Wish you were here …
Do you think you can tell, heaven from hell, blue skies from pain …
“There are some moments in one’s artistic career where the mind, the soul, and the medium all mesh together to create a work that comes from the heart. For me, the making of BOMgAY was that moment,” 1 wrote Riyad Wadia about his 12-minute film on gay life in South Bombay. Some said it was elitist and he graciously accepted the charge, explaining that he’d never meant to make another kind of film in the first place. He preferred to stick to what he knew.
Riyad Wadia is the perfect person to package in a discourse. He was goodlooking, talented and made gay films. He was also the scion of one of Bombay’s founding families and died young. While all of this is true, it encases him in clichés, the biggest, most contentious and most problematic one of all being gender. Riyad Wadia’s work engaged with gender frontally. He made no bones about the fact that he was gay, that his films were about gayness and alternative sexualities. And he presented these on their own terms confidently, rejecting polarities and instituting integrity.
This integrative approach was at the basis of how he approached filmmaking in general. For him “the mind, the soul and the medium all mesh(ed) together.” You can ask whether Aida Banaji, his transsexual subject in A Mermaid Called Aida,2 – is real or fantastical? But his view is – what’s the difference? Why not make the real fantastical and the fantastical real? Like the spoofed interviews in the film, for example. Why not merge dream and reality, like in the library scene in BOMgAY? And lastly, why not merge work and play.. and play with our sexuality? But this is where it sticks ….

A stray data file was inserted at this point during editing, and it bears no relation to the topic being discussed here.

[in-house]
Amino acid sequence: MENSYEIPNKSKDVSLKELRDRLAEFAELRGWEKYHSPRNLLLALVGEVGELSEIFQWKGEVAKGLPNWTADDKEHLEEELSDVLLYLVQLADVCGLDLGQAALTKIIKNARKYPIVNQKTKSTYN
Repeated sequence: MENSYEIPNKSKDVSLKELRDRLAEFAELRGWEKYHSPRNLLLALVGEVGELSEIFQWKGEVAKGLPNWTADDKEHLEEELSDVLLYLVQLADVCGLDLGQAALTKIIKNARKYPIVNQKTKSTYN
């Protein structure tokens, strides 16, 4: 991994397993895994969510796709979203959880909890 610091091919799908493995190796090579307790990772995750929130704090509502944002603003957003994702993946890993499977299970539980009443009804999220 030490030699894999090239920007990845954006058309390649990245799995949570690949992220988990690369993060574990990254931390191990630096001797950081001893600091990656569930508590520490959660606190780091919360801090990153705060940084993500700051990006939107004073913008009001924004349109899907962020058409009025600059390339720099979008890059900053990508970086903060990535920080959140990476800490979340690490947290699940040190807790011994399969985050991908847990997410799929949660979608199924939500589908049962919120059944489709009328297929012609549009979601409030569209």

Riyad Wadia began his career with Fearless – The Hunterwali Story,3 a documentary on Nadia née Mary Evans who was his great aunt. She played the character of Hunterwali (among several others) in the films of Wadia Movietone founded in 1933 by JBH Wadia and Homi Wadia who were his grandfather and grand uncle. Fearless was a huge success. It traveled to festivals across the world and revived Nadia in a fashionable new avatar – India’s blonde and blue-eyed stunt queen – which she undoubtedly was, except that she was more than that.
JBH, as he was known, said in an interview included in Fearless that Hunterwali was a counterpoint to the teary ‘Hindu’ heroines of the time. While the Achhut Kanyas of the time were dealing with the genteel feminism budding inside of them, Nadia was the Bambaiwali4, lifting men and throwing them down the stairs. She was a gender-bender.But the thread was lost. The new Indian nation was building a ‘modern’ culture which liked to categorize, label and control. Nadia was too much of an oddity and was transmuted into gender-defined stereotypes such as the action hero or the angry young man5. Strange to think of Deewar’s Vijay tracing part of his ancestry to Nadia but this is how it was. Her co-actors, became some of Bollywood’s leading stunt men and fight directors.